I'm so big now I can't do much. And the snow…it falls and there isn't any relief. I go to the market once a week and then come home.

So thank you, Rita. Thank you for writing back. Because life is so closed up…and now it feels more open, like a wide, wide field in Iowa.

I'm enclosing a sketch of my square bit of earth here on the cliffs that I call a backyard. It's sunny. Tell me what I should plant in my victory garden, Garden Witch.

And tell me a better lie to tell my son so he grows up as good and open and pure as yours seems to be.

With great newfound affection,

Glory

February 19, 1943
Iowa City, Iowa

Dear Glory,

I wish I had red hair! Once my hair was as vibrant as Toby's, but now it's faded and pale. I wear bright coral lipstick all the time so people have something else to look at. Thank heavens for Mr. Max Factor.

Anyway, your letter came just before lunch yesterday. I read it while picking at a hamburger plate in a dark leather booth at the Capitol Cafe. Irene is in Omaha visiting family, so I'd planned on staying inside with some egg salad and a cup of tea. Then the postman arrived and I got ants in my pants so I grabbed what he brought and hoofed it into town.

The emptiness is hard to get used to. It's the middle of the academic term, yet I could roll a bowling ball down Washington Street and not hit a soul. I'm sure the weather has something to do with it (a whopping eight degrees at noontime), but more likely it's this war. With so many boys gone overseas the university might as well rename itself Sister Josephine's School for Educating Ladies. And those gals have no time for meandering—they are busy bees indeed.

It sounds like you have your hands full as well. Robbie will come around, but he is at a tough age. Now that I think about it, all the ages are difficult, even after they leave the house. Take my Toby, for instance. Turns out you were slightly mistaken in your assessment of him—he isn't quite on the shortlist for sainthood.

I had just returned from the cafe yesterday when someone knocked on the front door. My heart nearly stopped beating—the unannounced visitor is about as welcome as the devil these days—and I ran to the window to see if a government vehicle sat in our driveway. I wanted to start dancing when I saw it was a girl standing on the porch. She was a colorless, skinny thing, mewling like a cat, and when I ushered her inside she started crying, tears so big and fat I worried she'd drown.

Her name is Roylene.

"My daddy owns Roy's Tavern? On Clinton Street? By the co-op grocery?"

Everything is a question with this girl, like she doesn't trust herself enough for the declarative. I took her coat and snuck a sly glance at her tummy (flat as a pancake, thank God), and poured a cup for her. She slurped at it like a Chinaman.

Apparently when my Toby turned eighteen he headed straight for the enlistment office, and then took a detour through Roy's Tavern on his way home. Instead of going to class last November he sat on a bar stool writing in his notebooks and spouting poetry to Roylene. "My daddy says I'm no good behind the bar? So I work in the kitchen? Toby sits between the sacks of flour and potatoes and keeps me company?"

At that last question she started crying again. I swear, Glory, I did not know what to do. I patted her hand, which was all bone. That girl might work in a kitchen but she sure isn't doing any eating.

"Have you tried writing to him, hon?" She cried harder at this, her small frame racking over my kitchen table.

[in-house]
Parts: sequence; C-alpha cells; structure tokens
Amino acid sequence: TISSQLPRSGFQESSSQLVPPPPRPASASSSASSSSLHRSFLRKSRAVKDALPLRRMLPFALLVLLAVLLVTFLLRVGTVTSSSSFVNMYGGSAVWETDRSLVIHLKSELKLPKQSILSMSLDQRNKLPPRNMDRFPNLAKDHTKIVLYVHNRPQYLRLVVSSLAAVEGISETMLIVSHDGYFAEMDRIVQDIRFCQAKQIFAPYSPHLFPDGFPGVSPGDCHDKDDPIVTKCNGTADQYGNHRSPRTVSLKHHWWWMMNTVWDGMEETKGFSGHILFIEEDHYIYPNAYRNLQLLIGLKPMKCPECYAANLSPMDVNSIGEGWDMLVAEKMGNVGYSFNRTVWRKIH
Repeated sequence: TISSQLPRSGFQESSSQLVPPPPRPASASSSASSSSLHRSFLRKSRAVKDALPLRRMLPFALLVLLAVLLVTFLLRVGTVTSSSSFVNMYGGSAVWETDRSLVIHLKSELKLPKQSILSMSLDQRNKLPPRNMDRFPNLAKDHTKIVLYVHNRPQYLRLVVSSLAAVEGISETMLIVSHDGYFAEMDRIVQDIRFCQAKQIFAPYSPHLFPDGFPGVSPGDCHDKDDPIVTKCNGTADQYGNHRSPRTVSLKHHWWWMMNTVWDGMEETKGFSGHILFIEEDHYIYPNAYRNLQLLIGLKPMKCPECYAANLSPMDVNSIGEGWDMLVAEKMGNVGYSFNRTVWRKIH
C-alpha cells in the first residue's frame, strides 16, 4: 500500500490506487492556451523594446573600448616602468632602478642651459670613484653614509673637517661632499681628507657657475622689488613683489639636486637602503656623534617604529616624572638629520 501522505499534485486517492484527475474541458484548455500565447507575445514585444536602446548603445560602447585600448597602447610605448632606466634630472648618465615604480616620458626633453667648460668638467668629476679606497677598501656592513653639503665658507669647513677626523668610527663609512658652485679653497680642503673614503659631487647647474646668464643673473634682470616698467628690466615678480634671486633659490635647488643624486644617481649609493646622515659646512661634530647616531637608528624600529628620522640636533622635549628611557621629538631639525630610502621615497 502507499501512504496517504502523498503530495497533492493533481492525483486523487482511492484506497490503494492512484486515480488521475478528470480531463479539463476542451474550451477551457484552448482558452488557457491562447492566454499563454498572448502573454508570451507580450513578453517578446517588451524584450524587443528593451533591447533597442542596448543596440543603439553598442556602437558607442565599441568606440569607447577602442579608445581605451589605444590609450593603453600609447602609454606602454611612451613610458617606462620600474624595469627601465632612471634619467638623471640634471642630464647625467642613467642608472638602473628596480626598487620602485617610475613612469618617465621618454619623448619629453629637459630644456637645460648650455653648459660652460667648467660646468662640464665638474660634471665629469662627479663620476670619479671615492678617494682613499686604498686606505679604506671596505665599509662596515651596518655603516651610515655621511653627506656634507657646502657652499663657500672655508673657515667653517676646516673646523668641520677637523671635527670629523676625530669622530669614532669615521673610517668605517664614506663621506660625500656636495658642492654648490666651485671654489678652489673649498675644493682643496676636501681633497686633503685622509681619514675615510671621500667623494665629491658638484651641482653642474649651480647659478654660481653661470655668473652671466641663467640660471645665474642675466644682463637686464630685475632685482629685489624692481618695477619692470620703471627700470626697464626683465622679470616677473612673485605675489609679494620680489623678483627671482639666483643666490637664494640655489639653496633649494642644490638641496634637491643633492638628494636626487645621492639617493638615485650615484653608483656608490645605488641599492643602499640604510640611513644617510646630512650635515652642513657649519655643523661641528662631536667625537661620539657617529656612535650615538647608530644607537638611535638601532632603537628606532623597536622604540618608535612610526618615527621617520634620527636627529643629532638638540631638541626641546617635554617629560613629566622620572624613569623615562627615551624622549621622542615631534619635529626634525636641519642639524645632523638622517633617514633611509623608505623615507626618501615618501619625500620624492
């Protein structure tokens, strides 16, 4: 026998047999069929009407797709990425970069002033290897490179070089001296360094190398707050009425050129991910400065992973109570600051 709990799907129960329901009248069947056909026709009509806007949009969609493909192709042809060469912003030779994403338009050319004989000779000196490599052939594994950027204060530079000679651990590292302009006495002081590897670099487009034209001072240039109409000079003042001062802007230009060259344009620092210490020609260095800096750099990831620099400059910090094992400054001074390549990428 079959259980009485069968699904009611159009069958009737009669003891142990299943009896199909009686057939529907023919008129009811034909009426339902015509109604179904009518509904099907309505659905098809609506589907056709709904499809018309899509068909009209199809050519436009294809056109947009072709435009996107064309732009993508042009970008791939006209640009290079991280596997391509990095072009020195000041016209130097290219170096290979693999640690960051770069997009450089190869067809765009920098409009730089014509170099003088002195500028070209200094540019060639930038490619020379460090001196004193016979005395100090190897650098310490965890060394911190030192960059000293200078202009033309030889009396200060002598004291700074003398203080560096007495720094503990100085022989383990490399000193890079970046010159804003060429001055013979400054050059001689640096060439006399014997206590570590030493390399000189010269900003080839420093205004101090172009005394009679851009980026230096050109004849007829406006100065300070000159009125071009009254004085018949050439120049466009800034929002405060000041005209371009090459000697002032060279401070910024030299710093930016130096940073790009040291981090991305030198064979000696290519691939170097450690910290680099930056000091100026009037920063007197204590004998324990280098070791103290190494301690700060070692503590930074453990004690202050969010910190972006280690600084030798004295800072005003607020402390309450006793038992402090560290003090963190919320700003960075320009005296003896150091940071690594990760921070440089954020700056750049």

"I'm no good at it? I thought I'd just wait until he came back? But I can't wait anymore?"

"Do you want me to include a message from you when I write to him?"

Her face lit up, and for a few short seconds I could see what kept Toby interested.

"Please?"

So she's coming back next Monday, her day off. I have no idea what Toby really thinks of her. I'm tempted to write him a letter first, to ask, but now that just seems mean.

I have been giving some thought to your garden. I'm spoiled— Iowa's soil is rich and loamy. I was stumped, so I asked Irene. She said to think about the rocky places we're reading about in the newspapers—the shores of Italy, the mountains of Greece. What do they grow there? Oregano? Lemon balm?

Or, you could simply throw down a few inches of compost and fake it. That's what we do, isn't it? Do the best with what we have? It's not lying, dear. Don't look at it that way. It's hopeful pretending. Consider it your patriotic duty.

Sincerely,

Rita

February 20, 1943

V-mail from Marguerite Vincenzo to Pfc. Salvatore Vincenzo

Sal, I can fit exactly fifteen lines on these damn things. Sixteen if I don't sign my name. You'll know who it's from, wontcha? Maybe I'll seal it with a kiss and the censor can get lipstick all over his fingers.

I miss you. The nights are quiet, but the mornings are worse—this town seems cleared out, like everyone snuck off without saying goodbye. I know what you're thinking and I am trying to keep myself busy. Promise. I have a war wife pen pal (surprise, surprise) and Mrs. Kleinschmidt has me down at the American Legion rolling bandages. I hate the look of them. Bandages have only one use, you know?

I guess you do know. But I'm not supposed to write about things like that so I won't. The thought of you getting a letter with the words blacked out is just too depressing.

Anyway, Toby wrote last week. He said the air in Maryland smells like fish soup and his bunkmate's name is Howard. He neglected to mention anything about the girl who came looking for him a few days ago, some scrawny thing named Roylene. Ring a bell for you? Didn't for me. I suppose she's harmless enough.

Now I've done it. Only one line to say I love you. And I do. Be safe.

XO Rita

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Customer Reviews

Average Rating 4
( 21 )